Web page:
Choreographically, all the jobs stopped. Everything has dried up. Unfortunately for Sydney, a lot of the work … all the live TV and variety shows all moved to Melbourne after Marvel took over the Fox Studios in Sydney. So, Dancing with the Stars, The Masked Singer … everything has gone down to Melbourne. And last year I worked a little those shows, but I’ve lost those jobs this year because they’re in Melbourne, which is a bit upsetting.
But other than that, I’m excited to get back into the theatre, to get back on stage. I navigate my way which I’ve done my whole career on and off stage. I’ll spend a couple of years performing, and then I’ll spend a couple of years behind the scenes choreographing, creating and doing all that. I’ve been creating for the last two years, so I’ll be excited now to get back on stage again in December.
It’s a way to satisfy all my creative juices. Not that I’ve ever been tired of anything I’ve done in my career, but when you go, “Oh I feel like doing something else”, you have that other hat to put on, where you can go, “Right, now I can create and now I can choreograph and now I can work behind the scenes.” And then, “Now, it’s time for me, I want to be back on the stage.” So, yeah, it’s been cool that I’ve been able to do that. It’s lots of fun.
Q: What’s been your favourite part of your career so far? Is it equal between being behind the scenes and on stage performing?
I think they all complement each other, don’t they? I enjoyed all the facets of what I’ve been able to do. Getting a job on the television (judge on So You Think You Can Dance Australia) was interesting, because as a performer, you want to be in the spotlight. You want people to look at you. But then, that whole beast, that whole reality TV show feast was crazy. And then, I found myself not wanting to leave the house, which was very odd.
So, that whole being a face in everyone’s lounge room every Sunday for three months was very bizarre. But also, very cool in being able to highlight and put dancers in the spotlight on So You Think You Can Dance. That’s a big career highlight of mine ticked!
I suppose traveling the world has also been a highlight. I got to do Mary Poppins in the UK, playing Bert, which was brilliant (after the run in Australia). And working for Cameron Mackintosh – who is the biggest musical theatre producer in the world – was awesome.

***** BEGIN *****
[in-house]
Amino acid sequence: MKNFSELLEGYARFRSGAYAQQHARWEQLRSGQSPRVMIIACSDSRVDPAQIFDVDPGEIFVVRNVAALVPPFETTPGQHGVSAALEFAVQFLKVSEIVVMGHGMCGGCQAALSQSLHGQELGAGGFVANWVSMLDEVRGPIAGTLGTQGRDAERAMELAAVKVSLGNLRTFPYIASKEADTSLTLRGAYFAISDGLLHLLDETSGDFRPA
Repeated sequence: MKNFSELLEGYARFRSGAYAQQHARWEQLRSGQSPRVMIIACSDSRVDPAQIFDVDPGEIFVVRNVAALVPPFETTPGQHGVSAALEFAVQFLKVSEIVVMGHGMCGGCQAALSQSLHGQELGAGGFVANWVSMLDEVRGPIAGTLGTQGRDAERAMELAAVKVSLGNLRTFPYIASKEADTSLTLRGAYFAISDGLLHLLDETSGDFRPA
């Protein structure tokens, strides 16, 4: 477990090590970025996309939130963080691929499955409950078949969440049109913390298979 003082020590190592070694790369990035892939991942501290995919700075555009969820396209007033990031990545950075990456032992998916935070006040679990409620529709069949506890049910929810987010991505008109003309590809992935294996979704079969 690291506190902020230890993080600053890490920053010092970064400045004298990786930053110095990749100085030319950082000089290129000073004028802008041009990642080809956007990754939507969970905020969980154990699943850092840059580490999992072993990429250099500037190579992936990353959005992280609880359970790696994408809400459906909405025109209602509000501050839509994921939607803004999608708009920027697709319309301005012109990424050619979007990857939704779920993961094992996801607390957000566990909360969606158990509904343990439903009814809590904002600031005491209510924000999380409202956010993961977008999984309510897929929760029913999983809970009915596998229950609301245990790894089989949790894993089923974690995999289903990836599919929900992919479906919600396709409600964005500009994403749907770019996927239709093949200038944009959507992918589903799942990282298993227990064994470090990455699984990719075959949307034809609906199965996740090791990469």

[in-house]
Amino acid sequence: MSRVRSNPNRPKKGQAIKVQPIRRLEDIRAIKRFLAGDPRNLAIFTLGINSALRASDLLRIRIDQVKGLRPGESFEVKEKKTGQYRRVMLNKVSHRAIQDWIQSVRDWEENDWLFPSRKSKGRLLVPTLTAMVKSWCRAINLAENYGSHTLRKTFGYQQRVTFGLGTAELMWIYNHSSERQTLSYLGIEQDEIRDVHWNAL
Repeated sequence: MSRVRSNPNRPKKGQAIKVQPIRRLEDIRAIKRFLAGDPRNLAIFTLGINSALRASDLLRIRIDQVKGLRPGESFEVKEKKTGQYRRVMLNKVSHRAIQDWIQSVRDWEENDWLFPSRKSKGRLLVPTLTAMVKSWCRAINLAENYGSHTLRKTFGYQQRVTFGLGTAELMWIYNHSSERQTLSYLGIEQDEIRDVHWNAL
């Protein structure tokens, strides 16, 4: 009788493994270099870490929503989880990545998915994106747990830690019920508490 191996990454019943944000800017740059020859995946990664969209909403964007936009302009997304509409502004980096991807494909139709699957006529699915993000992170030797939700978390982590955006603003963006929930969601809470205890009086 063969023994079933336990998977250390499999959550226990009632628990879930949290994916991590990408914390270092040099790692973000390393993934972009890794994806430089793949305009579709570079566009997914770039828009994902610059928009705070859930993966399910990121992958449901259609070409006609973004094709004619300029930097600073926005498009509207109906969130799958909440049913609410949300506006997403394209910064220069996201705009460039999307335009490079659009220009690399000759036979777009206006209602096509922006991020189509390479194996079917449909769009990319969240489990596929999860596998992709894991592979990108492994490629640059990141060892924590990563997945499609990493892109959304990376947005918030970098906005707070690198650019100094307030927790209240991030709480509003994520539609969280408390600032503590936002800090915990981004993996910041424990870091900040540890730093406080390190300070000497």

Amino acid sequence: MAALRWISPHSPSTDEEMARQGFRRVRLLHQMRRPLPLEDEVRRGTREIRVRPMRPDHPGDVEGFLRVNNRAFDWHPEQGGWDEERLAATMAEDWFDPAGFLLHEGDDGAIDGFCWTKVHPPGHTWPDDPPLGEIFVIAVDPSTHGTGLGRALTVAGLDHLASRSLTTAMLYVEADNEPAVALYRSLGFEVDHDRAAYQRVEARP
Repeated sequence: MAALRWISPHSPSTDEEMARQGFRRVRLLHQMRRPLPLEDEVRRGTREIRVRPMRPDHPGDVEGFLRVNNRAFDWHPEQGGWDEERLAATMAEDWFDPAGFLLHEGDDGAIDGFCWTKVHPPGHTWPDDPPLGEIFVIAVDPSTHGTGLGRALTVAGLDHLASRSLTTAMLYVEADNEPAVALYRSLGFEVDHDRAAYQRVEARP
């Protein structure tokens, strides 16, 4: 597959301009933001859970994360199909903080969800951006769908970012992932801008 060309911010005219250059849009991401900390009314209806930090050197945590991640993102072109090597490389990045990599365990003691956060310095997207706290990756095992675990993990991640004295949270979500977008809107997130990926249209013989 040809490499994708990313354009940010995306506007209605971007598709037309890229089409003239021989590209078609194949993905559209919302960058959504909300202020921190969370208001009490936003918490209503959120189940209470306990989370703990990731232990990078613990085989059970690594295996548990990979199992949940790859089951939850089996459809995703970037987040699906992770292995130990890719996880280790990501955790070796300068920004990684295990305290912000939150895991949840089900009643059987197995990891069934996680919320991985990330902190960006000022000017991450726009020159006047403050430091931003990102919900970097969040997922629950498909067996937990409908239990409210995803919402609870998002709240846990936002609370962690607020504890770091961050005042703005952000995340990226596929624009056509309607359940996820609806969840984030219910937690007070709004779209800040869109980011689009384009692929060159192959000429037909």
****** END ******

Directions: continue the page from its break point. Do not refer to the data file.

But also, being able to create work for people like Ricky Martin and Paula Abdul has been incredible for me. I’ve been very lucky to do very cool things. But I don’t think there’s just one thing that I think is my favourite. I think it’s all an amalgamation of everything.
Q: Do you ever sit back, pinch yourself and think “Wow”?
(Laughs) I did a gig the other night at The Reservoir Room, and they asked me the same question… “When was you’re a-ha I’ve made it moment?” And I realised that I don’t think I really had one, because I’ve been very lucky that my family are very grounding for me. But then, on reflection, when I sit back and think, go through my career and what I’ve done … I do sometimes think “Wow!”
Because of the nature of what we do, we just go from job to job to job. So, we’re always thinking about what’s coming up and what you’re going to do next. But I have done some pretty cool stuff. (Laughs)
Q: What do you credit your success to? Is it your mindset? Self-discipline? Your mentors?
I think it’s my tenacity. In this world you have to have A) thick skin … and B) you have to want it more than the other 500 other people auditioning.
But I grew up with very good training, and I was always taught to do everything. You have to make sure that you can do everything so that you are more versatile, and then you’ll be suitable for way more work, which means you will continually work, rather than just being right for that one thing.
My singing teacher always used to say to me, “How many dance classes do you do a week?” And I’m like, “I dance every day.” She’s like, “How many singing lessons do you do a week?” And I was like, “One.” She was like, “Do you see the imbalance?”
That was a light bulb moment for me … I think I was about 15. If you want to get to the professional level you have to give equally to everything, because if you’re just focusing on the one thing, then you’re only going to be right for that one thing. You have to give that same amount of attention to all your skills.
I think my success has been a testament to my training. And I try really hard to do everything, and that’s why I think I’ve been able to be on stage as well as behind the scenes, as well as work in so many different facets of the industry rather than just being right for that one thing. [Matt was one of the original graduates from the original Brent Street.]
My success is also due to the support of my parents keeping my feet firmly on the ground. You have to make sure that you’ve got the right people around you supporting you and helping you. That’s why I’ve always been lucky to try and surround myself with like-minded people, and people that have the same goals and aspirations and things that I do because you just kind of help each other, don’t you?
Q: Going forward, past Frozen, what else have you got on the horizon?
Honestly, it’s all up in the air at the moment because of Covid. But, as a long-term goal, my partner and I are thinking of starting our own business … maybe a little cabaret and cocktail bar one day. But until then, with this industry being so transient … after Frozen I think I might re-assess as I’m getting older and priorities change. I’m 40 this year, and the things that you once prioritised in your 20s and 30, they’re very different as you hit 40. So, I think I will come out of Frozen and look at finding the things that I want and enjoy doing.
But I’m not going away! … I’ll always be in the industry, somehow creatively.
Matt Lee’s Biography is too detailed and lengthy to be summarised succinctly here, so please visit his website for his full career credits: www.mattgrantlee.com